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I am importing a 7 GB foobar.sql to restore a table in a local database.

$ mysql -h localhost -u root 'my_data' < foobar.sql

$ mysql --version
/usr/local/mysql/bin/mysql  Ver 14.12 Distrib 5.0.96, for apple-darwin9.8.0 (i386) using readline 5.1

How can I monitor its progress?

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you can also use -v (verbose) to see each query on terminal –  astroanu Jan 12 at 5:12

4 Answers 4

up vote 66 down vote accepted

If you're just importing from a dump file from the CLI on *nix, e.g.

mysql -uxxx -pxxx dbname < /sqlfile.sql

then first install pipe viewer on your OS then try something like this:

pv sqlfile.sql | mysql -uxxx -pxxxx dbname

which will show a progress bar as the program runs.

It's very useful and you can also use it to get an estimate for mysqldump progress.

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Didnt work for me. pv gives no output. –  Jaseem Jun 7 '13 at 19:50
My dump already finished and it is still at 27% without finishing and keep reporting with a increasing rate even if the backup already is done. Obs.: I am using a 4Gb sql file. –  developer3466402 May 12 '14 at 12:30
This is mindblowing. Thank you. Time to ask stack overflow on how this works at a program level :D –  Tek Jul 25 '14 at 14:53
Thank you by taking attention to a less common but useful command. It works. :) For more information about pv take a look at: cyberciti.biz/open-source/command-line-hacks/… –  Onur Yılmaz Feb 1 at 15:58
@Rob, Since the mysql command itself has no output, how does pv work? –  Pacerier Mar 18 at 7:49

When you execute a mysqldump of a single database, all tables are dumped in alphabetical order.

Naturally, the reload of the mysqldump into a database would also be in alphabetical order.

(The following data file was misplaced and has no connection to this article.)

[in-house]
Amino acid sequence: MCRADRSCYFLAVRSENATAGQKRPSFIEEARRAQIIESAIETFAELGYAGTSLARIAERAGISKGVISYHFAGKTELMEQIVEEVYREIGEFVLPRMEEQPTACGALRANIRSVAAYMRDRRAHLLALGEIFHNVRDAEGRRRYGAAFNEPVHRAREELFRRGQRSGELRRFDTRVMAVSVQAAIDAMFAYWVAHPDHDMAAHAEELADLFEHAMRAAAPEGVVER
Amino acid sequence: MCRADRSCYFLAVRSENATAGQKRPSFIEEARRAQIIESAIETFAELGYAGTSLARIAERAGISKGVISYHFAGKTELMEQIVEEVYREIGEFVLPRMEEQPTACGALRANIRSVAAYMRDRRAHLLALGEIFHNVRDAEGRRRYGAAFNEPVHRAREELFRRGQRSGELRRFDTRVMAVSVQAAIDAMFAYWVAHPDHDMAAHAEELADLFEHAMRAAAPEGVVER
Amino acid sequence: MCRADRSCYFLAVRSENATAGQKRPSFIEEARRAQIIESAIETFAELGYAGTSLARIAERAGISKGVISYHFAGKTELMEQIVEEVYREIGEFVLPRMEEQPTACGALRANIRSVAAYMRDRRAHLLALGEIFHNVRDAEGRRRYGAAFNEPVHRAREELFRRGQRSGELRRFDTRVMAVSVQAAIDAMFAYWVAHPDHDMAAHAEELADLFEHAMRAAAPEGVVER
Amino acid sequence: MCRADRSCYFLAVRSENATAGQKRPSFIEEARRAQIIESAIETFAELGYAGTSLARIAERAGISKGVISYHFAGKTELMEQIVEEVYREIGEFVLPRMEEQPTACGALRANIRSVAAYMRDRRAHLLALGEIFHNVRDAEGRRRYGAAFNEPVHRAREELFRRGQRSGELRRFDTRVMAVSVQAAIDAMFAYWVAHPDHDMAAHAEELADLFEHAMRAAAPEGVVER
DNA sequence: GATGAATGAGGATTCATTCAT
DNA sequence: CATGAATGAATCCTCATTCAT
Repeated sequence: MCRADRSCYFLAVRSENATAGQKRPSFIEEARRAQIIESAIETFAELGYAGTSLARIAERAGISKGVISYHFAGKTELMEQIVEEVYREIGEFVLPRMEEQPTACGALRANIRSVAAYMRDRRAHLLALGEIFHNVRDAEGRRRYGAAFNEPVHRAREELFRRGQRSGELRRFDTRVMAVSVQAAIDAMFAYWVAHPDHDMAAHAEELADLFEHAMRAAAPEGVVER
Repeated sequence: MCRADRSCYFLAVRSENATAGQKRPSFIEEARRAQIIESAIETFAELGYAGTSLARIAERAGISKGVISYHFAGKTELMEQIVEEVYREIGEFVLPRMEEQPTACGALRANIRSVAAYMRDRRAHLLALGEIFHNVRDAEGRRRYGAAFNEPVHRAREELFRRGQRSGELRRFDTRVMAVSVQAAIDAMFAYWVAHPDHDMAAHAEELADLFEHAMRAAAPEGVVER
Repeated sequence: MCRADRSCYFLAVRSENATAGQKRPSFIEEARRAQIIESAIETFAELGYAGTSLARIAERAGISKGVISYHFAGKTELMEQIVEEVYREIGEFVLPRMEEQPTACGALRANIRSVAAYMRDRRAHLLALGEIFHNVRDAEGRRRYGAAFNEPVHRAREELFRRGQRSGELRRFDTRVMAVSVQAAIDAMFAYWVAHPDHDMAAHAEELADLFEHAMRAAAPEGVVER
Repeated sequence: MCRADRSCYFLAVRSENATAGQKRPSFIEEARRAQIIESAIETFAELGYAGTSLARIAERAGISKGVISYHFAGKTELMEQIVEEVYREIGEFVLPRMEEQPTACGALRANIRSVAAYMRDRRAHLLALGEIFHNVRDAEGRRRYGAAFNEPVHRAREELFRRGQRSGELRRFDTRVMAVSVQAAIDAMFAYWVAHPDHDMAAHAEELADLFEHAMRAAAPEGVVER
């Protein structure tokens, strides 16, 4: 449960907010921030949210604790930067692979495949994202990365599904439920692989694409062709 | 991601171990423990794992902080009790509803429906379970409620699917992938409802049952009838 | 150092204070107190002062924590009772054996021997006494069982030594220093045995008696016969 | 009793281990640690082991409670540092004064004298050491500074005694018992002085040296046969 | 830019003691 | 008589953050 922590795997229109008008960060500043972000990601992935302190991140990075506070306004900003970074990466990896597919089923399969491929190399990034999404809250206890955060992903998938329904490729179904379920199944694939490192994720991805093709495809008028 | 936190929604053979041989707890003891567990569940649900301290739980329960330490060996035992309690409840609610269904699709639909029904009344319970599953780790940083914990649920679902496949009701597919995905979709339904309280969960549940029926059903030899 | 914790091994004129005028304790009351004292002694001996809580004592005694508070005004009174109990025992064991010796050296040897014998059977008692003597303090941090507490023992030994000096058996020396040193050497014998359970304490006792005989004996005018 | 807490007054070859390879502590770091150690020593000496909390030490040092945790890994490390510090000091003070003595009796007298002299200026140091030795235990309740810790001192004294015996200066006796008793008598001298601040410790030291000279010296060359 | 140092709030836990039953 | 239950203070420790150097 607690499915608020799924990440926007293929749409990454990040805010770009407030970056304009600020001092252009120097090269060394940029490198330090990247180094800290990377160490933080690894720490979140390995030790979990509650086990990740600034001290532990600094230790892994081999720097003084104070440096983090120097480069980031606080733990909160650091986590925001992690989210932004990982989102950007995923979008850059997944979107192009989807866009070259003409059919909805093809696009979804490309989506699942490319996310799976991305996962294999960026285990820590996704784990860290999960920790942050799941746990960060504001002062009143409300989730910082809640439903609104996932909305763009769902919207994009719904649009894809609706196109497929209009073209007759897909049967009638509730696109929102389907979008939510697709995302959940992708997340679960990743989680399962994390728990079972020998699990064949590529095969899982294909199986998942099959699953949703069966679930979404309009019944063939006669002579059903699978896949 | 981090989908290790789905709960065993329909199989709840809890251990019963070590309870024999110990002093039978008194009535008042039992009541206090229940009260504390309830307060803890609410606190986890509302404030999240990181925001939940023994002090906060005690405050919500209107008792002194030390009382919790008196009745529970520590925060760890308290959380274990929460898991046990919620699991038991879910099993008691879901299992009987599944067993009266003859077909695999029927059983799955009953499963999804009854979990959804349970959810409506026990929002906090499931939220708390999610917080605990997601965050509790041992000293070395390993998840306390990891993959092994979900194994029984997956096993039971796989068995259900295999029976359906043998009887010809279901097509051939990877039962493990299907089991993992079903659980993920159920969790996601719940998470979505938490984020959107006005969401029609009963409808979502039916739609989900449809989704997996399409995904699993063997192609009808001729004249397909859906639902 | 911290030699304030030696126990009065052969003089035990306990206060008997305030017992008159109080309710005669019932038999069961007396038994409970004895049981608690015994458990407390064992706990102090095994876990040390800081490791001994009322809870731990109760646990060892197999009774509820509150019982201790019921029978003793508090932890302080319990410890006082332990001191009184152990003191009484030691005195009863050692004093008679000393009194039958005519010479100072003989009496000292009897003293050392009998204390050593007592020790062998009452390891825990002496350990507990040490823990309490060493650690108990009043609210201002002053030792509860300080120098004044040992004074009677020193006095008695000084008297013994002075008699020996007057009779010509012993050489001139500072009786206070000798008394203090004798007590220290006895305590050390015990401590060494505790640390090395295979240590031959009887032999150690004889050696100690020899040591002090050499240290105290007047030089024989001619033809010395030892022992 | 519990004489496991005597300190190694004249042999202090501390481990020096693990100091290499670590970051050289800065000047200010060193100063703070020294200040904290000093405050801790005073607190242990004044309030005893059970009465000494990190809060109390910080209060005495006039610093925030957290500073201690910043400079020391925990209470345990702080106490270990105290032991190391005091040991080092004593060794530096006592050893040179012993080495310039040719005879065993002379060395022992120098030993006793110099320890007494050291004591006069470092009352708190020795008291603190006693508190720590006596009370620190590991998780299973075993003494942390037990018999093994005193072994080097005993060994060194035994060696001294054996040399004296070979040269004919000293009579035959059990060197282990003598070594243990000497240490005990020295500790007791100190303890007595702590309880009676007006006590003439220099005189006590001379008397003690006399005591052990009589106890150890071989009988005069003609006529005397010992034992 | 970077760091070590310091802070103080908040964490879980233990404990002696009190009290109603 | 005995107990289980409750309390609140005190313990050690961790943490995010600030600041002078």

You could just do a SHOW PROCESSLIST; and find out the DB Connection running the mysqldump. When the dump is reloaded, the DB Connection will vanish.

If you want to know what tables are in the dumpfile, run this against foobar.sql

cat foobar.sql | grep "^CREATE TABLE" | awk '{print $3}'

UPDATE 2012-05-02 13:53 EDT

Sorry for not noticing that there is only one table.

If the table is MyISAM, the only way to monitor is from the OS point of view. The reason? The table is write-locked throughout the reload. What do you look for? The size of the .MYD and .MYI files. Of course, you need to compare that with what the table size was before on the other DB server you imported from.

If the table is InnoDB and you have innodb_file_per_table enabled, the only way to monitor is from the OS point of view. The reason? The table is write-locked throughout the reload. What do you look for? The size of the .ibd file. Of course, you need to compare that with what the table size was before on the other DB server you imported from.

If the table is InnoDB and you have innodb_file_per_table disabled, not even the OS point of view can help.

UPDATE 2012-05-02 13:56 EDT

I addressed something like this last year : How do I get % progress for "type db.sql | mysql"

UPDATE 2012-05-02 14:09 EDT

Since a standard mysqldump write-locks the table like this:

INSERT INTO `a` VALUES (123),(451),(199),(0),(23);
/*!40000 ALTER TABLE `a` ENABLE KEYS */;

then, there is no way to get a progress from with mysql until the table lock is released.